How to stay on a budget?

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notmyhand
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How to stay on a budget?

Post by notmyhand » Mon May 15, 2017 9:35 pm

We are trying to cut down on expenses and increase savings.. However, we have never had any luck sticking to a budget since we generally have enough left over to max our tax deferred accounts and some leftover.

We have tried two different ways:
1. Make a budget. We stick to it for a week or two, then realize we have something we didn't plan for like a medical procedure, the dog looks sick and should be taken to a vet, or something similar, and we say screw it and dump the budget.

2. Transfer all savings goal money out first, then try and live on the rest. Run out of the money in checking and something else comes up like dog food is needed a week early so we transfer back savings money.

We have tried excel files, YNAB, Every Dollar, and still use Mint but we track and organize things for about a week each month and then fall off. I'm reading "The Power of Habit" now to attempt to understand why we are so bad at this but any other tips would be greatly appreciated.

How do you succeed sticking to a budget?

Thank you for the advice!

ResearchMed
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Re: How to stay on a budget?

Post by ResearchMed » Mon May 15, 2017 9:52 pm

notmyhand wrote:We are trying to cut down on expenses and increase savings.. However, we have never had any luck sticking to a budget since we generally have enough left over to max our tax deferred accounts and some leftover.

We have tried two different ways:
1. Make a budget. We stick to it for a week or two, then realize we have something we didn't plan for like a medical procedure, the dog looks sick and should be taken to a vet, or something similar, and we say screw it and dump the budget.

2. Transfer all savings goal money out first, then try and live on the rest. Run out of the money in checking and something else comes up like dog food is needed a week early so we transfer back savings money.

We have tried excel files, YNAB, Every Dollar, and still use Mint but we track and organize things for about a week each month and then fall off. I'm reading "The Power of Habit" now to attempt to understand why we are so bad at this but any other tips would be greatly appreciated.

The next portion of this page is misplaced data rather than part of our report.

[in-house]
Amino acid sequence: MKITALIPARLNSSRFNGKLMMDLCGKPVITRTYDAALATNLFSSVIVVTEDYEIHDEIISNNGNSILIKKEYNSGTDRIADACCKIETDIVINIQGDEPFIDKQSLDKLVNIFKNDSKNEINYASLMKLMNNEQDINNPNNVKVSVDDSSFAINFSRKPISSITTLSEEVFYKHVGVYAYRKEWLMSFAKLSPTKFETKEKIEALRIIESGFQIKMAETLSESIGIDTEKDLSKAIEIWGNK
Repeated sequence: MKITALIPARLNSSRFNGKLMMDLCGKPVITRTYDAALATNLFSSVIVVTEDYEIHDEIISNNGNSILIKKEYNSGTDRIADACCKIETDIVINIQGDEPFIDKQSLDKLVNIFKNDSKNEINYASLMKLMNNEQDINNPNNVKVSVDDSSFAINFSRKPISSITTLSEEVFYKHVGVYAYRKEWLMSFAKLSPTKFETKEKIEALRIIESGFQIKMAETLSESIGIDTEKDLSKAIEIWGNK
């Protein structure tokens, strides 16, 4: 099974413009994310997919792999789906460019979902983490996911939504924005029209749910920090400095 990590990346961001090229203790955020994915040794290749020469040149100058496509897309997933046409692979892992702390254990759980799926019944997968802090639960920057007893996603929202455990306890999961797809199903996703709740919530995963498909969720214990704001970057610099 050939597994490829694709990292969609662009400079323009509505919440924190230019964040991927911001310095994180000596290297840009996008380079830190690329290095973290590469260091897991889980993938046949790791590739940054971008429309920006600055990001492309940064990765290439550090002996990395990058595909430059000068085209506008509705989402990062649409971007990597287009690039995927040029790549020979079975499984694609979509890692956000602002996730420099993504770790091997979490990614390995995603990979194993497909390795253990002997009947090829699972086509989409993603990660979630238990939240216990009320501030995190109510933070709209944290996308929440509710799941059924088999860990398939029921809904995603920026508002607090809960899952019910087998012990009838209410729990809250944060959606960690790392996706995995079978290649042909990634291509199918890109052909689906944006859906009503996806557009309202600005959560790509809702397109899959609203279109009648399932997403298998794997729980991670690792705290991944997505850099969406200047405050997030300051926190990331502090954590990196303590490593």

How do you succeed sticking to a budget?

Thank you for the advice!
Have you tried racheting the weekly/monthly total down slowly?
Each month, a small amount less?
(This probably won't work if you end up postponing necessary expenses to the next month, so try to avoid that syndrome.)

And also keep a special "We didn't think about this" fund for those "extra" things. :wink:
Or that could be shared with some discretionary spending, like eating out. Dog sick? No/fewer restaurants this month. Or something like that.

Are there any expenses where you could get an easier start by substituting less expensive choices?
More hamburger, less steak? But don't go cold turkey, er, cold beef (?), or you'll be more likely to have that rebound effect.

RM
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delamer
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Re: How to stay on a budget?

Post by delamer » Mon May 15, 2017 10:03 pm

I don't really understand this:

"However, we have never had any luck sticking to a budget since we generally have enough left over to max our tax deferred accounts and some leftover."

So you are maxing out your tax deferred savings, but you want to save more? Would additional savings be for a specific
purpose?

Expenses need to be looked at as annual things. If you try to do weekly or monthly budgets, it is too easy to miss irregular, but predictable, expenses like auto insurance premiums or the August week at the beach. Figure out expenses that occur weekly, monthly, quartery, semi-annually, and annually, then annualize all them. So if you plan to spend $100 per week on groceries, your annual budget is $5200. And it doesn't matter if you spend $135 this week, as long as your total is $5200.

Also, sounds like what you may need is a "life happens" fund -- a few thousand dollars set aside for those expenses that are unpredictable in type but inevitable in occurence. Things like the dog getting sick or a new windshield for the car.

6bquick
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Re: How to stay on a budget?

Post by 6bquick » Tue May 16, 2017 12:22 am

YMMV.

DW and I discovered we were spending WAY too much every month on our credit cards. (discover's year end statement was horrific). so we made a "budget". standard bills (student loans, cable, phone, etc. notwithstanding) gas and groceries go on card(s), and we take out "$X" every paycheck in cash. anything other than gas/groceries was paid in cash or online purchases were subtracted from future cash withdrawals. after about a year in, we've cut our monthly discretionary spending by roughly 50% and are no worse for the wear. while the cash thing is no fun, it's nice knowing you control your money and your money doesn't control you. there are always exceptions and unplanned expenses, like $1400 in municipal taxes, but you deal and move on. I think it's more a mindset than anything else. once you get used to not 'swiping' willy-nilly, it's really not hard to stick to a budget of sorts.
once again, YMMV.

blueman457
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Re: How to stay on a budget?

Post by blueman457 » Tue May 16, 2017 1:12 am

If you haven't do already, just track your expenses for 6 months. No budget, just track. Then come up with an annual budget that includes a life happens fund. Budgets are a long term tools, no weekly. But if you're trying to do weekly then you should stick to cash.

The "power of habit" is a great read.

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Re: How to stay on a budget?

Post by AlohaJoe » Tue May 16, 2017 2:36 am